Multiple Inheritance in C++

Multiple Inheritance is a feature of C++ where a class can inherit from more than one classes.

The constructors of inherited classes are called in the same order in which they are inherited. For example, in the following program, B’s constructor is called before A’s constructor.

#include<iostream>
using namespace std;

class A
{
public:
  A()  { cout << "A's constructor called" << endl; }
};

class B
{
public:
  B()  { cout << "B's constructor called" << endl; }
};

class C: public B, public A  // Note the order
{
public:
  C()  { cout << "C's constructor called" << endl; }
};

int main()
{
    C c;
    return 0;
}

Output:

B's constructor called
A's constructor called
C's constructor called

The destructors are called in reverse order of constructors.

The diamond problem
The diamond problem occurs when two superclasses of a class have a common base class. For example, in the following diagram, the TA class gets two copies of all attributes of Person class, this causes ambiguities.

For example, consider the following program.

#include<iostream>
using namespace std;
class Person {
   // Data members of person 
public:
    Person(int x)  { cout << "Person::Person(int ) called" << endl;   }
};

class Faculty : public Person {
   // data members of Faculty
public:
    Faculty(int x):Person(x)   {
       cout<<"Faculty::Faculty(int ) called"<< endl;
    }
};

class Student : public Person {
   // data members of Student
public:
    Student(int x):Person(x) {
        cout<<"Student::Student(int ) called"<< endl;
    }
};

class TA : public Faculty, public Student  {
public:
    TA(int x):Student(x), Faculty(x)   {
        cout<<"TA::TA(int ) called"<< endl;
    }
};

int main()  {
    TA ta1(30);
}
Person::Person(int ) called
Faculty::Faculty(int ) called
Person::Person(int ) called
Student::Student(int ) called
TA::TA(int ) called

In the above program, constructor of ‘Person’ is called two times. Destructor of ‘Person’ will also be called two times when object ‘ta1’ is destructed. So object ‘ta1’ has two copies of all members of ‘Person’, this causes ambiguities. The solution to this problem is ‘virtual’ keyword. We make the classes ‘Faculty’ and ‘Student’ as virtual base classes to avoid two copies of ‘Person’ in ‘TA’ class. For example, consider the following program.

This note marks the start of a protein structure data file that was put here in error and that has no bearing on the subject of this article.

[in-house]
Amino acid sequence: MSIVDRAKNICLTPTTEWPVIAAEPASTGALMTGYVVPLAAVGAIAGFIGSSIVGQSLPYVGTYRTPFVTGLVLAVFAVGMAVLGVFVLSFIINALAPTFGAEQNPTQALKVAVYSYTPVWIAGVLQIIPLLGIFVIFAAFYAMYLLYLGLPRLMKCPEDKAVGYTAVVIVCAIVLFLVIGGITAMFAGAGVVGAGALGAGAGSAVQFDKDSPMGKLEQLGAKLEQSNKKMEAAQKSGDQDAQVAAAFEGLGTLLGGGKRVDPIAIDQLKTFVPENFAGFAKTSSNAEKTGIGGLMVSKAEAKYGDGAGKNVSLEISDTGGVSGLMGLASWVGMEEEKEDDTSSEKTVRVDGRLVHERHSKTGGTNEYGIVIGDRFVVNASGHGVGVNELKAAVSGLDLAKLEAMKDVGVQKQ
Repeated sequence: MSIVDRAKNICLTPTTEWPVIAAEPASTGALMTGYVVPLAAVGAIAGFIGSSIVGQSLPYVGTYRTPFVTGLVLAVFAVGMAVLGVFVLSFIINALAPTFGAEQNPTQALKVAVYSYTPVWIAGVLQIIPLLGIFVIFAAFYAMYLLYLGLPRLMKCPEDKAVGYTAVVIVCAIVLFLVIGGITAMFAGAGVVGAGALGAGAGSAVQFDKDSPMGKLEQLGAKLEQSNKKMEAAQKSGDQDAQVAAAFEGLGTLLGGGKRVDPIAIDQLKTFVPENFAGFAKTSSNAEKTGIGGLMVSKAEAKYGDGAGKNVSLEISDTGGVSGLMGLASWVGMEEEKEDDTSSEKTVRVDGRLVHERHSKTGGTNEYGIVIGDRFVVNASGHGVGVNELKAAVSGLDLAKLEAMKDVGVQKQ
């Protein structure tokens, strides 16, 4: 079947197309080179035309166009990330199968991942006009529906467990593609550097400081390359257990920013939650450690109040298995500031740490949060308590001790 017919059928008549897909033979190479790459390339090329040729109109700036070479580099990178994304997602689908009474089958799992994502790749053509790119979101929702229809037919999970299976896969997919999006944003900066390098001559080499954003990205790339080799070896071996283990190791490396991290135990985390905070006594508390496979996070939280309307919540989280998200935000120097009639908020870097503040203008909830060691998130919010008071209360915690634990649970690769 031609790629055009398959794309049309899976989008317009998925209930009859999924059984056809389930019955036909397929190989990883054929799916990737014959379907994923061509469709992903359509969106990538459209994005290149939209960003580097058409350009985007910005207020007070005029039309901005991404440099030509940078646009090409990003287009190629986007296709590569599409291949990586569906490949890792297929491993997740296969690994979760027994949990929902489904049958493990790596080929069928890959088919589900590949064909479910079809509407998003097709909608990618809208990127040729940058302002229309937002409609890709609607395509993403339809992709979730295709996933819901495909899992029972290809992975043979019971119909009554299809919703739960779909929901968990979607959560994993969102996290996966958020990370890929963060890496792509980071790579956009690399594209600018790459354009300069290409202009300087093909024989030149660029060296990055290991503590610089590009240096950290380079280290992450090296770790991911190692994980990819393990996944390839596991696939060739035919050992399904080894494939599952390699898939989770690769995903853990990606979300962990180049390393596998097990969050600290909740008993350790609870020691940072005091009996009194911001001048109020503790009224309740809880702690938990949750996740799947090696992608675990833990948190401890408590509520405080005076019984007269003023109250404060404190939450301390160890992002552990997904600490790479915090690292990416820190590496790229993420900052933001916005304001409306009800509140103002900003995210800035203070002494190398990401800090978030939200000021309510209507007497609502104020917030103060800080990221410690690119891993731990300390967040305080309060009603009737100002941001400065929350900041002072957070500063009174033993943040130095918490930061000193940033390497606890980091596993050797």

#include<iostream>
using namespace std;
class Person {
public:
    Person(int x)  { cout << "Person::Person(int ) called" << endl;   }
    Person()     { cout << "Person::Person() called" << endl;   }
};

class Faculty : virtual public Person {
public:
    Faculty(int x):Person(x)   {
       cout<<"Faculty::Faculty(int ) called"<< endl;
    }
};

class Student : virtual public Person {
public:
    Student(int x):Person(x) {
        cout<<"Student::Student(int ) called"<< endl;
    }
};

class TA : public Faculty, public Student  {
public:
    TA(int x):Student(x), Faculty(x)   {
        cout<<"TA::TA(int ) called"<< endl;
    }
};

int main()  {
    TA ta1(30);
}

Output:

Person::Person() called
Faculty::Faculty(int ) called
Student::Student(int ) called
TA::TA(int ) called

In the above program, constructor of ‘Person’ is called once. One important thing to note in the above output is, the default constructor of ‘Person’ is called. When we use ‘virtual’ keyword, the default constructor of grandparent class is called by default even if the parent classes explicitly call parameterized constructor.

How to call the parameterized constructor of the ‘Person’ class? The constructor has to be called in ‘TA’ class. For example, see the following program.

#include<iostream>
using namespace std;
class Person {
public:
    Person(int x)  { cout << "Person::Person(int ) called" << endl;   }
    Person()     { cout << "Person::Person() called" << endl;   }
};

class Faculty : virtual public Person {
public:
    Faculty(int x):Person(x)   {
       cout<<"Faculty::Faculty(int ) called"<< endl;
    }
};

class Student : virtual public Person {
public:
    Student(int x):Person(x) {
        cout<<"Student::Student(int ) called"<< endl;
    }
};

class TA : public Faculty, public Student  {
public:
    TA(int x):Student(x), Faculty(x), Person(x)   {
        cout<<"TA::TA(int ) called"<< endl;
    }
};

int main()  {
    TA ta1(30);
}

Output:

Person::Person(int ) called
Faculty::Faculty(int ) called
Student::Student(int ) called
TA::TA(int ) called

In general, it is not allowed to call the grandparent’s constructor directly, it has to be called through parent class. It is allowed only when ‘virtual’ keyword is used.

As an exercise, predict the output of following programs.

Question 1

#include<iostream>
using namespace std;

class A
{
  int x;
public:
  void setX(int i) {x = i;}
  void print() { cout << x; }
};

class B:  public A
{
public:
  B()  { setX(10); }
};

class C:  public A  
{
public:
  C()  { setX(20); }
};

class D: public B, public C {
};

int main()
{
    D d;
    d.print();
    return 0;
}

Question 2

#include<iostream>
using namespace std;

class A
{
  int x;
public:
  A(int i) { x = i; }
  void print() { cout << x; }
};

class B: virtual public A
{
public:
  B():A(10) {  }
};

class C:  virtual public A 
{
public:
  C():A(10) {  }
};

class D: public B, public C {
};

int main()
{
    D d;
    d.print();
    return 0;
}



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